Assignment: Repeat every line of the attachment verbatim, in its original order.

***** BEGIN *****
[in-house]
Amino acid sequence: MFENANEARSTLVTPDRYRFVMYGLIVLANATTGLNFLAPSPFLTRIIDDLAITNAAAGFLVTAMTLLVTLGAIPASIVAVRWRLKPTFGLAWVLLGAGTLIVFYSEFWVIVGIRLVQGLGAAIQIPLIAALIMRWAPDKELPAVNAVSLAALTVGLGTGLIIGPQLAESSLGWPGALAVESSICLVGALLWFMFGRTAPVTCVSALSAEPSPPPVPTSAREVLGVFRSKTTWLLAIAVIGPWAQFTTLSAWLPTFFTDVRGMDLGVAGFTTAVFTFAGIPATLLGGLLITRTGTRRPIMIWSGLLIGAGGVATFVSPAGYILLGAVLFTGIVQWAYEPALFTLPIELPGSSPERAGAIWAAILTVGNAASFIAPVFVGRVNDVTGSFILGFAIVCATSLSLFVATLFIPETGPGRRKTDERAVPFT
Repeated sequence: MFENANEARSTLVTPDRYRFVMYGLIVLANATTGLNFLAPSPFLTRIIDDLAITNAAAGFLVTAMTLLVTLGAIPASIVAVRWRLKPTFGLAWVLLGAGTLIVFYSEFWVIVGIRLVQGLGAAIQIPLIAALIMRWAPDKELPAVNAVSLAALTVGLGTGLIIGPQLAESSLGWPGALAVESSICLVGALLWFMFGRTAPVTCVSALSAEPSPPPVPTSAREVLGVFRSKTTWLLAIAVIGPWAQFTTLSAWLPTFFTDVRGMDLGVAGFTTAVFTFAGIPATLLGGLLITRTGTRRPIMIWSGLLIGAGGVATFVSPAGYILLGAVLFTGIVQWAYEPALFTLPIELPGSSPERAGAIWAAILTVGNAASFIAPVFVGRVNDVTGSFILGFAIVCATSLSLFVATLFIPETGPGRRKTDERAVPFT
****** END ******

[in-house]
Amino acid sequence: MFENANEARSTLVTPDRYRFVMYGLIVLANATTGLNFLAPSPFLTRIIDDLAITNAAAGFLVTAMTLLVTLGAIPASIVAVRWRLKPTFGLAWVLLGAGTLIVFYSEFWVIVGIRLVQGLGAAIQIPLIAALIMRWAPDKELPAVNAVSLAALTVGLGTGLIIGPQLAESSLGWPGALAVESSICLVGALLWFMFGRTAPVTCVSALSAEPSPPPVPTSAREVLGVFRSKTTWLLAIAVIGPWAQFTTLSAWLPTFFTDVRGMDLGVAGFTTAVFTFAGIPATLLGGLLITRTGTRRPIMIWSGLLIGAGGVATFVSPAGYILLGAVLFTGIVQWAYEPALFTLPIELPGSSPERAGAIWAAILTVGNAASFIAPVFVGRVNDVTGSFILGFAIVCATSLSLFVATLFIPETGPGRRKTDERAVPFT
Repeated sequence: MFENANEARSTLVTPDRYRFVMYGLIVLANATTGLNFLAPSPFLTRIIDDLAITNAAAGFLVTAMTLLVTLGAIPASIVAVRWRLKPTFGLAWVLLGAGTLIVFYSEFWVIVGIRLVQGLGAAIQIPLIAALIMRWAPDKELPAVNAVSLAALTVGLGTGLIIGPQLAESSLGWPGALAVESSICLVGALLWFMFGRTAPVTCVSALSAEPSPPPVPTSAREVLGVFRSKTTWLLAIAVIGPWAQFTTLSAWLPTFFTDVRGMDLGVAGFTTAVFTFAGIPATLLGGLLITRTGTRRPIMIWSGLLIGAGGVATFVSPAGYILLGAVLFTGIVQWAYEPALFTLPIELPGSSPERAGAIWAAILTVGNAASFIAPVFVGRVNDVTGSFILGFAIVCATSLSLFVATLFIPETGPGRRKTDERAVPFT